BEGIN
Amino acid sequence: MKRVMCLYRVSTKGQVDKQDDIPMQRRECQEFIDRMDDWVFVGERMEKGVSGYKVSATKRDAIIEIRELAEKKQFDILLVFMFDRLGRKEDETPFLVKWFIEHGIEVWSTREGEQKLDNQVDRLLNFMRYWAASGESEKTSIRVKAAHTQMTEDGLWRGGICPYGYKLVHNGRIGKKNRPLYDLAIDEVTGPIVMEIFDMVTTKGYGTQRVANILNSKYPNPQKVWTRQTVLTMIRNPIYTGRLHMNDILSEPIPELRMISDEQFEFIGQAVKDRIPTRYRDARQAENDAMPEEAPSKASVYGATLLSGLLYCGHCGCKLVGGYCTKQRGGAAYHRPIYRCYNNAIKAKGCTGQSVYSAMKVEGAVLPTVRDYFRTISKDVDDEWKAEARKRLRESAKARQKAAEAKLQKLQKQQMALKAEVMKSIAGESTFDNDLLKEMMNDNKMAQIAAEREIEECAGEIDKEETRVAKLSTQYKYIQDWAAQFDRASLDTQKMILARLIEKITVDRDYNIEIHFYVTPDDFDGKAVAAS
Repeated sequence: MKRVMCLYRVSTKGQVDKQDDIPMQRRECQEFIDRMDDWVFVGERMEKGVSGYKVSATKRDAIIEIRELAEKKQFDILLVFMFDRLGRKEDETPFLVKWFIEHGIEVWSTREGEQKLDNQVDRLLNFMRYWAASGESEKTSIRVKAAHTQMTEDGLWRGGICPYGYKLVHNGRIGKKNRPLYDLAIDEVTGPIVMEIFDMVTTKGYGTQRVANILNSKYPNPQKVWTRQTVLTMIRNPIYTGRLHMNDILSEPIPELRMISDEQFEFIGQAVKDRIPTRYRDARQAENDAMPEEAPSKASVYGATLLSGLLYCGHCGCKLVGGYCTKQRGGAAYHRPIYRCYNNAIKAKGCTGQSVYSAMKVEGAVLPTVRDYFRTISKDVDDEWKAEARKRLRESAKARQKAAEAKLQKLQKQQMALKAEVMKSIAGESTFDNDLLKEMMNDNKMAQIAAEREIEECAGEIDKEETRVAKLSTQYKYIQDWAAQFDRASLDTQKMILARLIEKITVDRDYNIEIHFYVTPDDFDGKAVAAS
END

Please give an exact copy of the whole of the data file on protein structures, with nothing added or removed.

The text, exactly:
Amino acid sequence: MKRVMCLYRVSTKGQVDKQDDIPMQRRECQEFIDRMDDWVFVGERMEKGVSGYKVSATKRDAIIEIRELAEKKQFDILLVFMFDRLGRKEDETPFLVKWFIEHGIEVWSTREGEQKLDNQVDRLLNFMRYWAASGESEKTSIRVKAAHTQMTEDGLWRGGICPYGYKLVHNGRIGKKNRPLYDLAIDEVTGPIVMEIFDMVTTKGYGTQRVANILNSKYPNPQKVWTRQTVLTMIRNPIYTGRLHMNDILSEPIPELRMISDEQFEFIGQAVKDRIPTRYRDARQAENDAMPEEAPSKASVYGATLLSGLLYCGHCGCKLVGGYCTKQRGGAAYHRPIYRCYNNAIKAKGCTGQSVYSAMKVEGAVLPTVRDYFRTISKDVDDEWKAEARKRLRESAKARQKAAEAKLQKLQKQQMALKAEVMKSIAGESTFDNDLLKEMMNDNKMAQIAAEREIEECAGEIDKEETRVAKLSTQYKYIQDWAAQFDRASLDTQKMILARLIEKITVDRDYNIEIHFYVTPDDFDGKAVAAS
Repeated sequence: MKRVMCLYRVSTKGQVDKQDDIPMQRRECQEFIDRMDDWVFVGERMEKGVSGYKVSATKRDAIIEIRELAEKKQFDILLVFMFDRLGRKEDETPFLVKWFIEHGIEVWSTREGEQKLDNQVDRLLNFMRYWAASGESEKTSIRVKAAHTQMTEDGLWRGGICPYGYKLVHNGRIGKKNRPLYDLAIDEVTGPIVMEIFDMVTTKGYGTQRVANILNSKYPNPQKVWTRQTVLTMIRNPIYTGRLHMNDILSEPIPELRMISDEQFEFIGQAVKDRIPTRYRDARQAENDAMPEEAPSKASVYGATLLSGLLYCGHCGCKLVGGYCTKQRGGAAYHRPIYRCYNNAIKAKGCTGQSVYSAMKVEGAVLPTVRDYFRTISKDVDDEWKAEARKRLRESAKARQKAAEAKLQKLQKQQMALKAEVMKSIAGESTFDNDLLKEMMNDNKMAQIAAEREIEECAGEIDKEETRVAKLSTQYKYIQDWAAQFDRASLDTQKMILARLIEKITVDRDYNIEIHFYVTPDDFDGKAVAAS